“Really,” he continued, “that’s all the defibrillator is. It’s not going to make you feel better. In fact, sometimes, it gives inappropriate shocks when it doesn’t need to. It’s extremely painful. Also, there’s risk of infection. So, it’s that type of decision.”
The physician then offered an additional procedure because there is newer technology that might benefit the patient. The newer, resynchronizer pacer (CRT) could improve the symptoms of Mr. Albert’s advancing heart failure. The doctor continued, “If we decide to do the ICD, should we do a more extensive procedure at the same time? Putting in an extra lead in the heart, to better synchronize the two chambers. It is a more complex procedure. We have to inject dye in the heart, go into a small vein. The cardiac resynchronizer is designed to make you feel better. The problem is, we don’t know who will feel better. About two-thirds of patients will feel better; but one-third won’t. So, you could undergo the surgery, and not feel better.” Though he clearly invoked the range of technological options, he did not paint an unduly rosy picture.
The patient and his wife asked: Is it worth it when you’re in your 80s? What would you do? And of course it was impossible for the doctor to answer definitively. After more discussion, the doctor summarized the rather complex decision tree the patient now faced. He said, “There are two possibilities. First, the defibrillator—you do qualify for it. You are eligible.” This language is used repeatedly, and it is important. The physician is referring to the fact that the patient’s medical condition fits both the clinical trial evidence for a good outcome and the Medicare reimbursement criteria developed from the clinical trials data. To the patient, however, this language sounds as though he has won something in publisher’s sweepstakes, in a lottery. That language contributes to the desire and obligation to accept. “Second,” the doctor noted, “we could go for the ICD and the resynchronizer, in hopes of making you feel better in terms of symptoms. But this is an unknown.”
He concluded, “Considering your risk, it would be appropriate to buy the insurance. It’s not black and white. I’m not the one who is paying the premium, having to live with infections, shocks, etc. I do think it might benefit you, that’s why we are offering it.” Mr. Albert’s reply is a common one. It is based on the clinical expectation that the symptoms of heart failure in later life can be reduced, and on the societal expectation that the signs of aging can be pushed farther away (or even made to disappear) by medical technique. This physician’s clear recommendation shapes the patient’s desire and influences his choice. Mr. Albert replied, “I’m wearing out. Things are degenerating, deteriorating. That’s why I’m here. I think I should have it.” Having given his consent, the doctor scheduled the procedure.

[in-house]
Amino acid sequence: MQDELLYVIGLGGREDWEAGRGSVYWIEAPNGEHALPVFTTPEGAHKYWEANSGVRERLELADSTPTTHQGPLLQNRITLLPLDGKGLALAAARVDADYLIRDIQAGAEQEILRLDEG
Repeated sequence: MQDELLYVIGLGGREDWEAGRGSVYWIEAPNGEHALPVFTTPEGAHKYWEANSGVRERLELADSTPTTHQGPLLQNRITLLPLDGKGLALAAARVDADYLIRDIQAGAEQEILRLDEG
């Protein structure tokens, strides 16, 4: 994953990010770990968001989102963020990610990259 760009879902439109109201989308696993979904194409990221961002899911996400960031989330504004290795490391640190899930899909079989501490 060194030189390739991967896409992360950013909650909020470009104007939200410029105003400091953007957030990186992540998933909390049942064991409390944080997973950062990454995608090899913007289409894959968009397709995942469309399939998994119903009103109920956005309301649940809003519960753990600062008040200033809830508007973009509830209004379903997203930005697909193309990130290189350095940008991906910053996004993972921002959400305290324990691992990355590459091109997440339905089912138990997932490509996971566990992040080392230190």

The availability of the device organizes the ways in which life planning strategies based on risk awareness and prevention are embodied and lived. As we see in this clinical encounter, conversations between patients and physicians reflect back to patients their own hopes for the regeneration and continued health of the body/self. Those hopes are bolstered by widespread assumptions that one can both ‘add time’ and reduce or eliminate senescence through biotechniques. This case illustrates how physicians offer and recommend interventions for which patients are considered ‘eligible’ and ‘appropriate,’ according to the results of clinical trial data which document survival benefit, but for patients mostly between ages 60 and 70 (Myerburg, 2008) and then according to Medicare reimbursement criteria. Those data and criteria are persuasive reasons for patients and families to want and thus ‘choose’ the full range of capabilities that a device currently carries. Those criteria set aside the value question about the actual existential worth of these technologies to persons in late life.
Similar to other technologies, the device enables many to assume that “growing older without aging” (Katz & Marshall, 2003) is possible, indeed, normal, via the right medical procedures. Because medicine has contributed so powerfully to cultural assumptions about the malleability of the body and the promise for better health into late life (Rose, 2007) patients expect these technologies to make them ‘feel like themselves,’ that is, to feel the way they did prior to the worsening of their disease (Shim, Russ, & Kaufman, 2007). There is no natural end point for these aspirations. The fact and inevitability of their eventual failure is not acknowledged.